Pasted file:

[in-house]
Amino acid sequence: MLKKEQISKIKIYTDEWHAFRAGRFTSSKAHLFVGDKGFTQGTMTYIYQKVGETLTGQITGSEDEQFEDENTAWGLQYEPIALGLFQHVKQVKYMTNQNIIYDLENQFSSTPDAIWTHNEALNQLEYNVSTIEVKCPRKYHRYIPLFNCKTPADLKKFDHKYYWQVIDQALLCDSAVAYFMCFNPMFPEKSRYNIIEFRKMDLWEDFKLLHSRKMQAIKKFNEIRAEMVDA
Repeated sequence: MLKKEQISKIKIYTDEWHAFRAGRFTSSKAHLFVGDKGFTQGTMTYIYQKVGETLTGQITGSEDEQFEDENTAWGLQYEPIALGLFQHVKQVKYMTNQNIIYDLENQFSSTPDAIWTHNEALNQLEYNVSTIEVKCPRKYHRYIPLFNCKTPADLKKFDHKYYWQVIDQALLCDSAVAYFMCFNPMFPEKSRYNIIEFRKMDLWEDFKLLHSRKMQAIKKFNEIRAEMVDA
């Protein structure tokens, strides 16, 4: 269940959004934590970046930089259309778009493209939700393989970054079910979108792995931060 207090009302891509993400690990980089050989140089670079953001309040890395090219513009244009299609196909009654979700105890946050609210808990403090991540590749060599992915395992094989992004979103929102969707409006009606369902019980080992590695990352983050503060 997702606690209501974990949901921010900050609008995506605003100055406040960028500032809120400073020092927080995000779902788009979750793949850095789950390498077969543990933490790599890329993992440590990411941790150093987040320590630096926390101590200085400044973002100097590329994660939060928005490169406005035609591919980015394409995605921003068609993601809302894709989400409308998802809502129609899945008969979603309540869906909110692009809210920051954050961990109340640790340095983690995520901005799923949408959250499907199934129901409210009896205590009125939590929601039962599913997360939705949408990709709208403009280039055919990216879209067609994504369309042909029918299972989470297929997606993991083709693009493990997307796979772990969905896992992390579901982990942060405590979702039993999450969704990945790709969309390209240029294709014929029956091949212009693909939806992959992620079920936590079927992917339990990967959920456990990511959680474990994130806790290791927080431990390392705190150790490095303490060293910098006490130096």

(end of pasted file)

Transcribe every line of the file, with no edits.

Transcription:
[in-house]
Amino acid sequence: MLKKEQISKIKIYTDEWHAFRAGRFTSSKAHLFVGDKGFTQGTMTYIYQKVGETLTGQITGSEDEQFEDENTAWGLQYEPIALGLFQHVKQVKYMTNQNIIYDLENQFSSTPDAIWTHNEALNQLEYNVSTIEVKCPRKYHRYIPLFNCKTPADLKKFDHKYYWQVIDQALLCDSAVAYFMCFNPMFPEKSRYNIIEFRKMDLWEDFKLLHSRKMQAIKKFNEIRAEMVDA
Repeated sequence: MLKKEQISKIKIYTDEWHAFRAGRFTSSKAHLFVGDKGFTQGTMTYIYQKVGETLTGQITGSEDEQFEDENTAWGLQYEPIALGLFQHVKQVKYMTNQNIIYDLENQFSSTPDAIWTHNEALNQLEYNVSTIEVKCPRKYHRYIPLFNCKTPADLKKFDHKYYWQVIDQALLCDSAVAYFMCFNPMFPEKSRYNIIEFRKMDLWEDFKLLHSRKMQAIKKFNEIRAEMVDA
């Protein structure tokens, strides 16, 4: 269940959004934590970046930089259309778009493209939700393989970054079910979108792995931060 207090009302891509993400690990980089050989140089670079953001309040890395090219513009244009299609196909009654979700105890946050609210808990403090991540590749060599992915395992094989992004979103929102969707409006009606369902019980080992590695990352983050503060 997702606690209501974990949901921010900050609008995506605003100055406040960028500032809120400073020092927080995000779902788009979750793949850095789950390498077969543990933490790599890329993992440590990411941790150093987040320590630096926390101590200085400044973002100097590329994660939060928005490169406005035609591919980015394409995605921003068609993601809302894709989400409308998802809502129609899945008969979603309540869906909110692009809210920051954050961990109340640790340095983690995520901005799923949408959250499907199934129901409210009896205590009125939590929601039962599913997360939705949408990709709208403009280039055919990216879209067609994504369309042909029918299972989470297929997606993991083709693009493990997307796979772990969905896992992390579901982990942060405590979702039993999450969704990945790709969309390209240029294709014929029956091949212009693909939806992959992620079920936590079927992917339990990967959920456990990511959680474990994130806790290791927080431990390392705190150790490095303490060293910098006490130096």